Explosions : Methane, approximately 60% of biogas, forms explosive mixtures in air. If biogas is diluted between 10% and 30% with air, there is an explosion hazard.

Asphyxiation  : Asphyxiation from biogas is a concern in an enclosed space where manure is stored. Even open-topped manure pits can generate methane at a sufficient rate to push out the air above the manure and render the space oxygen-deficient. Guidelines are never enter a facility where manure is stored or where there is a suspected biogas leak as natural ventilation cannot be trusted to dilute the explosion hazard sufficiently.

Disease : Animal manure contains bacteria, viruses and, possibly, parasites. It is recommended to keep the digester facility clean to reduce disease hazards as well as the spread of odors and fly populations in the digester facility.

Traffic

An estimated 242 HGV one-way journeys will be made through Gort in an 11 hour period and the Impact assessment report (EIAR) states under ‘Traffic and transport’ section “no obvious preliminary issues identified” – Not, I’m not making this up – it actually says that!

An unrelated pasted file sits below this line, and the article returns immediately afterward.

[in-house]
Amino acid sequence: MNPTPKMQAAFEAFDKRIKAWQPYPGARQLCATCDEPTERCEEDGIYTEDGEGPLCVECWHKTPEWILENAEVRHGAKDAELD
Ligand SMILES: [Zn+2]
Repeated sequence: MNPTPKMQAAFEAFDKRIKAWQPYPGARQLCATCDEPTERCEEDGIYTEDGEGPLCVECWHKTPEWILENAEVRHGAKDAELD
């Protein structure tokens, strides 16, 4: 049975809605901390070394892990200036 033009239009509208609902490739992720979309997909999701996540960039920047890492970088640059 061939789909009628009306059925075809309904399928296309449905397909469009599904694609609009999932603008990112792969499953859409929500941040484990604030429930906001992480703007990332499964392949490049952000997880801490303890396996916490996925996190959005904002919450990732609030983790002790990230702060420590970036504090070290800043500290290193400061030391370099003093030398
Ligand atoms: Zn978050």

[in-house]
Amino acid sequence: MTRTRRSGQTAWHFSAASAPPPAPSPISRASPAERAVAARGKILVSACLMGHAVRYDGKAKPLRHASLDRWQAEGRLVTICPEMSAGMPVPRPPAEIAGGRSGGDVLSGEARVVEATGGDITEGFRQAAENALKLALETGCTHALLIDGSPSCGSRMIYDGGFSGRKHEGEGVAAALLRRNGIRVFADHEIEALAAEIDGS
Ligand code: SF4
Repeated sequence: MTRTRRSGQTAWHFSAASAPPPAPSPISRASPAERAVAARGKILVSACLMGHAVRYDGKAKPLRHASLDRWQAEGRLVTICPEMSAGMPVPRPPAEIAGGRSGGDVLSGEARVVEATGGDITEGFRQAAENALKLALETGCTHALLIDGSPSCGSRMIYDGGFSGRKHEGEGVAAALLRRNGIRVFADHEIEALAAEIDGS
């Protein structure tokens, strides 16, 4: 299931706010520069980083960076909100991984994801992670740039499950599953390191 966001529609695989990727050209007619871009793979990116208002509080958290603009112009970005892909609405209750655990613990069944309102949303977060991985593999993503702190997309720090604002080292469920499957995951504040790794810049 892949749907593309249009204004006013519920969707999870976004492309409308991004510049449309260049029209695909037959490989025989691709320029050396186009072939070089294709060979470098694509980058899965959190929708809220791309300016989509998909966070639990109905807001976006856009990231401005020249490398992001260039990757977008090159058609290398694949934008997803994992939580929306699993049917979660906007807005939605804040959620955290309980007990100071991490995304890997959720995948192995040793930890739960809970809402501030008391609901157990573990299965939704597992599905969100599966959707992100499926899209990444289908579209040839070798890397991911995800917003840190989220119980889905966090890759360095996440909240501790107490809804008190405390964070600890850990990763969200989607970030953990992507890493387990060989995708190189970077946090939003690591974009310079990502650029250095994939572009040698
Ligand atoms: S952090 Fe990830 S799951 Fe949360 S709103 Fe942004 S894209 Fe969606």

Environment

This will no doubt be the nail in the coffin of this plan.  The proposed plant is just 10m from Gort river and if you’ve read report on the SouthGalwayFlood blog it means that this is directly connected with Kiltartan river, Coole Park, Caherglassaun, Cahermore and Galway bay!  Their EIAR does not address this correctly.

It even quotes if there was an accident that “any such events, although extremely unlikely, would result in impacts … that have the potential to be catastrophic!”

These type of impact assessments have been wrong before – South Galway has already suffered an environmental disaster associated with clean renewable energy with the Derrybrien Windfarm landslide, and this has the potential to be much worse than that!

Flooding

To be clear – the site itself has never flooded, however, the only access road to the proposed development has a history of flooding. According to the Gort CFRAM report ‘the extent of the 2009 flooding was primarily located with the two main roads affected being Crowe Street and Kinincha Road. The Kinincha Road also flooded in 2009 and is modelled as flooding slightly in the 10% design event and much more extensively in larger design events.

The EIAR states that  there is potential for the site to be completely severed based on CFRAM report.  However the CFRAM report also states on its calculations….